Tackle | Utah | Junior
Height: 6-foot-5 | Weight: 297 pounds
2016: Bolles (pronounced bowls) made a mark in his only season at Utah, garnering First-Team All-Pac 12 status after starting 13 games at left tackle. He ranked third on the Utes offensive line with 891 snaps.
Career: Bolles arrived on the Utah campus with two years of eligibility to use in a three-year span, but decided to declare for the draft early. In his second season at Snow College, Bolles garnered NJCAA First-Team All-America status and was 2015 Western States Football League Offensive Player of the Year. He helped the Badgers finish second in the NJCAA rankings that season and win the WSFL championship, becoming one of the highest-rated JUCO prospects in the country.
40-yard dash: 4.95 seconds (2nd among OL at combine)
Bench press: Did not participate
Broad jump: 9 feet, 7 inches (1st among OL at combine)
Vertical jump: 28 inches
3-cone drill: 7.29 seconds (1st among OL at combine)
20-yard shuttle: 4.55 seconds (2nd among OL at combine
Summary: The NFL Scouting Combine provided Bolles an opportunity to showcase his athleticism and explain how much he’s matured since his troubled teenage years complicated by his mother’s issues with substance abuse. Bolles played multiple positions in high school and took a couple of years away from the game. He also played lacrosse in high school, eventually benefitting when his former coach’s family took him under its wing, Mike Sorensen of the Deseret News reported. Bolles went on a Mormon Mission and hit a growth spurt, eventually enrolling at Snow College. He will turn 25 in May, is already married, and the couple recently celebrated the birth of their first child.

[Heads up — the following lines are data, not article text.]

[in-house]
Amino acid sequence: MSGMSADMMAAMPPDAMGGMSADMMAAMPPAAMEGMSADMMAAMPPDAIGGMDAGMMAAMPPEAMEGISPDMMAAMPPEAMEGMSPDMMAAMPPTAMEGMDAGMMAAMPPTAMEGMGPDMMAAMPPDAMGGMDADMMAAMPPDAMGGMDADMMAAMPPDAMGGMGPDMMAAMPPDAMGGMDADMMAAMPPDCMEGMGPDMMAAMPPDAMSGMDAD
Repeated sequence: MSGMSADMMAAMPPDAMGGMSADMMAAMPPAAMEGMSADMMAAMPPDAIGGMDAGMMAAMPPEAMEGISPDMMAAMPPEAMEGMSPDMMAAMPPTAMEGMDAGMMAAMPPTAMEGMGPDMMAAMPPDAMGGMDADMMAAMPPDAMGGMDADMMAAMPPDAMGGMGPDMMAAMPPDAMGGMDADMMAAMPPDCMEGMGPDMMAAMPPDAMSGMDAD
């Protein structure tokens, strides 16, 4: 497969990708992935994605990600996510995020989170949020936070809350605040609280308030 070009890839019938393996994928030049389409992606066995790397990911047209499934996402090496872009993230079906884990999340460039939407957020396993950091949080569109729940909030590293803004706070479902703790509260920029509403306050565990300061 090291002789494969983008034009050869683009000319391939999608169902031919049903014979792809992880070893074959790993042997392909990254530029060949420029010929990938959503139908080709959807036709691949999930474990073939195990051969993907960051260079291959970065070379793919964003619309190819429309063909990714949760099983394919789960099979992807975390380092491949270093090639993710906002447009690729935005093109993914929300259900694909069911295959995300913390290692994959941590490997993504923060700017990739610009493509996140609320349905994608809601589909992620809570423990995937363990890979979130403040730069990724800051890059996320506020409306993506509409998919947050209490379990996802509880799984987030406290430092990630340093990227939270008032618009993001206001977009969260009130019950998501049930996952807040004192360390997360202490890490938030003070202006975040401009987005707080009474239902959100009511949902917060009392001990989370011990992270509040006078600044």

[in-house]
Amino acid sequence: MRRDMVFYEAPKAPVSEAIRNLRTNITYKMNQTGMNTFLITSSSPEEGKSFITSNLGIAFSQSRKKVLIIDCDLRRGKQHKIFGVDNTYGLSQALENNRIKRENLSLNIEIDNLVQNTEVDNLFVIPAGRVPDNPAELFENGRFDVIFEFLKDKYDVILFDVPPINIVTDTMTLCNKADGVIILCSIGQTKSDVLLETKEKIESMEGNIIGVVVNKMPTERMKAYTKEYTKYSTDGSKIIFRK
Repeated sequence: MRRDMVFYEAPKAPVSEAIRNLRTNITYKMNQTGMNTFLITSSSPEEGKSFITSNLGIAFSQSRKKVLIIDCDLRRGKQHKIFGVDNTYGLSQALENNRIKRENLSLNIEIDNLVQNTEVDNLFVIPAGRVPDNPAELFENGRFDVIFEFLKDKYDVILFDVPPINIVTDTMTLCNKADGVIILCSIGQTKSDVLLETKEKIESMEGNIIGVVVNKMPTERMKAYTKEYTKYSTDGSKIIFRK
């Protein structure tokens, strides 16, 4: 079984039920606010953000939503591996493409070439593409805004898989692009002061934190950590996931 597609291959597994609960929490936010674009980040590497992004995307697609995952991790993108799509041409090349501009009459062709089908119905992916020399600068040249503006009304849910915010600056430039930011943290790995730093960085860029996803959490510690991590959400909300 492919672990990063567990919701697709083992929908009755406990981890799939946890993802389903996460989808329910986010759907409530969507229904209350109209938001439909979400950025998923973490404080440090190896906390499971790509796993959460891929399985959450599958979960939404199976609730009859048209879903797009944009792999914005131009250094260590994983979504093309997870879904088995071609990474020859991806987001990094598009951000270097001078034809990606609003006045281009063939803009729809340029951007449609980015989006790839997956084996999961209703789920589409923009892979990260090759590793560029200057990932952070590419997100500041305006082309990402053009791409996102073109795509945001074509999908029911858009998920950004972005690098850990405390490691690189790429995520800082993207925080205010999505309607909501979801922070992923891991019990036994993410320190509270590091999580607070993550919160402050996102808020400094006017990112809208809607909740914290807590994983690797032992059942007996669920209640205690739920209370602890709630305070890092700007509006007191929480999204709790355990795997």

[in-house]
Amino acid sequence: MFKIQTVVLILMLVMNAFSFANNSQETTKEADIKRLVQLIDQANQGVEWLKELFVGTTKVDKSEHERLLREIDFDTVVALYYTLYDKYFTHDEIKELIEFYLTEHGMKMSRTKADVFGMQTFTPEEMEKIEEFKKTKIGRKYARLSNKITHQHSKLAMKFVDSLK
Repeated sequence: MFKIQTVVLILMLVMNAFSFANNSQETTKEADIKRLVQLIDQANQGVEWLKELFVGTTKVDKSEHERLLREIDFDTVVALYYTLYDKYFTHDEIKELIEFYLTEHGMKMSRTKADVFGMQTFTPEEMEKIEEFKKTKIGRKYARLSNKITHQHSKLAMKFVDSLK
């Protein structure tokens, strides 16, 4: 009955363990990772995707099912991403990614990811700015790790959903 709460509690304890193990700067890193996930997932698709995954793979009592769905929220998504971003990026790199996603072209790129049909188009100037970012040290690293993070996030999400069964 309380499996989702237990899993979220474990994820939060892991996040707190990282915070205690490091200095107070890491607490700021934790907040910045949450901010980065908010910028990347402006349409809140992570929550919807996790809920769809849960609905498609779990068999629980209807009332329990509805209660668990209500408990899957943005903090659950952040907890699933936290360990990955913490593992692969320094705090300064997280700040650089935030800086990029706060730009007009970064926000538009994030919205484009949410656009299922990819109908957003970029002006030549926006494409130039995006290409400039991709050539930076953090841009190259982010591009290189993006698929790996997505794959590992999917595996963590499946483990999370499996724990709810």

Stacking up: NFL Media analyst Mike Mayock rated Bolles as the second-best tackle prospect, and Bucky Brooks tabbed him at fourth in pre-combine rankings. Counterpart Daniel Jeremiah has Bolles ranked 28th overall among all draft-eligible players. Jeremiah wrote Bolles has “good football awareness considering his limited experience” and complemented his “tenacity.”
In his words: “When I’m on the field, I want to put people in the dirt. And that’s what I’m here for. As an offensive lineman, you want to be the [nastiest] that you can be. And whoever’s in front of me, I want to drive them and put them in the dirt. So I’m just going to try to be that every single day. And when I come off the field, I love my family. I just learned how to turn the switch to go back to the new Garett.”